Smart system can reduce water leakage

1 min read

Engineer Andrew Burrows of i20 Water has won the Grand Prix at the 2010 British Engineering Excellence Awards, held this week at London’s Globe Theatre.

Burrows, a chartered engineer, member of the Royal Institution of Naval Architects and an active member of the International Water Association, won the accolade for his design of i20’s Smart Water System, which can reduce water leakage by 20 per cent.

In use, the i2O system continuously adjusts and controls the pressure of water going into a district metering area (DMA) so that under all demand levels, low to high, the average zone pressure is kept to the minimum that is required.

It does so by applying a range of algorithms that vary the output pressure of a pressure relief valve (PRV), so that the pressure at the critical point in any DMA is kept at a more stable level, irrespective of demand.

An advanced pilot valve designed by Burrows replaces a conventional unit, while the controller to the pilot valve and a sensor located at the DMA’s critical point communicate with i2O’s server over a GSM network. Once data has been received, i2O’s software transmits specific algorithms for each DMA back to the controller, which then continuously calculates the optimum output pressure, adjusting the pilot valve accordingly.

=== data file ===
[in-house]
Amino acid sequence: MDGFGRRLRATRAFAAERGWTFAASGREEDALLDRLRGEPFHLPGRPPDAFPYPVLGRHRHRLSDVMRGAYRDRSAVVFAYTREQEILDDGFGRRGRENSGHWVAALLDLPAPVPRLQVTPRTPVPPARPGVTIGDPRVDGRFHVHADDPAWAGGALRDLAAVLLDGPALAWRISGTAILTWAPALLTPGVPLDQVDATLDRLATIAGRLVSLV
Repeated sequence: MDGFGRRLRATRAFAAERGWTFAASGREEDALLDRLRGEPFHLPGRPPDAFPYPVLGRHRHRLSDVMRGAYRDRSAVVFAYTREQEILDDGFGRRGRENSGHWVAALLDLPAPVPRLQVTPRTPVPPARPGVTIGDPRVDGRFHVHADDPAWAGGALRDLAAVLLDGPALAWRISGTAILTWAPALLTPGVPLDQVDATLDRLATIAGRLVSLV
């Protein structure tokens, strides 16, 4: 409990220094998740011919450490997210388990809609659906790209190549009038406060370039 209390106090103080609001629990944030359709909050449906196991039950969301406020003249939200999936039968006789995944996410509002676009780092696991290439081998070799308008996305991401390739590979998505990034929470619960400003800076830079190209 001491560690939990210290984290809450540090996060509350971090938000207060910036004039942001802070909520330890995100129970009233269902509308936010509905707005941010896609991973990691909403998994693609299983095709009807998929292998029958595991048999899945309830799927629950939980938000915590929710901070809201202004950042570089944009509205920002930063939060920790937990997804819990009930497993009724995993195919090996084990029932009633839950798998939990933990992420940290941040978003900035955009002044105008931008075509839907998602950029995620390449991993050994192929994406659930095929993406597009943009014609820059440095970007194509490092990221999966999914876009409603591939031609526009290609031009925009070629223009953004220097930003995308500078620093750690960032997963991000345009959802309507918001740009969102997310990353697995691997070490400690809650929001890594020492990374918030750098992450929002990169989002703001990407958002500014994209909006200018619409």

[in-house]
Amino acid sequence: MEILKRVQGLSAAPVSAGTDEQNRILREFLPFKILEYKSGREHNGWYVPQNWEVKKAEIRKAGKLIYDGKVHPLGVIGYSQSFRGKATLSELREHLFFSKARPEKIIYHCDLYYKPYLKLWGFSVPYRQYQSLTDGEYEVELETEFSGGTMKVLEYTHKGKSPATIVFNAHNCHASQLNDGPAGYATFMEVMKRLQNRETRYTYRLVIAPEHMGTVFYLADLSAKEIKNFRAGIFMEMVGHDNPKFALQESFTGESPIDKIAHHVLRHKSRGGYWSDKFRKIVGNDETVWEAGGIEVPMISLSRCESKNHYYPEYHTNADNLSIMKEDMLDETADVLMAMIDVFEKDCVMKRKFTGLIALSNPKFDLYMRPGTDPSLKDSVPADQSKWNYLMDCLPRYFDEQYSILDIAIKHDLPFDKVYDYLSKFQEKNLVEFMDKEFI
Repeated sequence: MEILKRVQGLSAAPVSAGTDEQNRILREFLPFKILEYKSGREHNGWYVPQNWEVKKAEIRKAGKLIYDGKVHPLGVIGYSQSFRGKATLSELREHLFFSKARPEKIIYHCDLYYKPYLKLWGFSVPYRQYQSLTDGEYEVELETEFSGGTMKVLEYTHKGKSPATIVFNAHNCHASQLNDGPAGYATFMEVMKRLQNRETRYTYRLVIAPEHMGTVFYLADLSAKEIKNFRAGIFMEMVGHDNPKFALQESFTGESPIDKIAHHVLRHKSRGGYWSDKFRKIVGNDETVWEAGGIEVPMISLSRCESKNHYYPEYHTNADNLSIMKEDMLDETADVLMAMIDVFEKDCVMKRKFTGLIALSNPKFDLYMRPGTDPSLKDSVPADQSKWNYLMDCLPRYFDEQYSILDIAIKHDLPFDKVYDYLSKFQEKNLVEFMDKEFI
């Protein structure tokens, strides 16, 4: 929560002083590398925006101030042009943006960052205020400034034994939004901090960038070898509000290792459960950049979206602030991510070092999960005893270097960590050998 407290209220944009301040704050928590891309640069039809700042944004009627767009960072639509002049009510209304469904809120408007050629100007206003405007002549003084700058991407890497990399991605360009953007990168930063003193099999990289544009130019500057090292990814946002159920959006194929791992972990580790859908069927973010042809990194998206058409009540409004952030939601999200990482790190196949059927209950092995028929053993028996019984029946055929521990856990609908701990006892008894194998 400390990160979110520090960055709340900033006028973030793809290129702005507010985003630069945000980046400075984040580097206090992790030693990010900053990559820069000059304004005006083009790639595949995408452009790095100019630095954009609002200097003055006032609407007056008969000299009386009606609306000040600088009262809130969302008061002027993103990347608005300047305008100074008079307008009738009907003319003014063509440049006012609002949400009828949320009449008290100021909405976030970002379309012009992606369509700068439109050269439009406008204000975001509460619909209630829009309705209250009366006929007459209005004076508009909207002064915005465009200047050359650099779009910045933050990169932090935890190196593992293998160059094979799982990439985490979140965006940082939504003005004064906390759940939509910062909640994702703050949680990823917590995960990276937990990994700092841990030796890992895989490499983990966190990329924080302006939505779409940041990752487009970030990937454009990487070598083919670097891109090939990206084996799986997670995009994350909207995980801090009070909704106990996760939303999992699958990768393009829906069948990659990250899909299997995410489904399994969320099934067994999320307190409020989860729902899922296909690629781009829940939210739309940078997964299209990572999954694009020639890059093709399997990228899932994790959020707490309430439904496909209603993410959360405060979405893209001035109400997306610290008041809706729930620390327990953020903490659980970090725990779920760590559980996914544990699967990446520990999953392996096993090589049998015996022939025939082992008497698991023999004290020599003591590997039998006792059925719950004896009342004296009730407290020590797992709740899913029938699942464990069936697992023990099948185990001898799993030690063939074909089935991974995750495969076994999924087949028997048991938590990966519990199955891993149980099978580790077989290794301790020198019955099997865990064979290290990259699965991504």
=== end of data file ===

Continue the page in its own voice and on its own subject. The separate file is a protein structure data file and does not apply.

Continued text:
Fifty of the company’s systems installed in Malaysia during July 2010 are each saving 250 tonnes of water per day. Other systems are currently in operation in Spain, Italy and the UK.

Judges described i20’s intelligent, pressure-adjusting water valve as a great example of creative problem solving. They were impressed by the way in which an intelligent and rigorous design was cutting water leakage without any need for digging up roads, describing it as ’an elegant solution to an urgent worldwide problem’.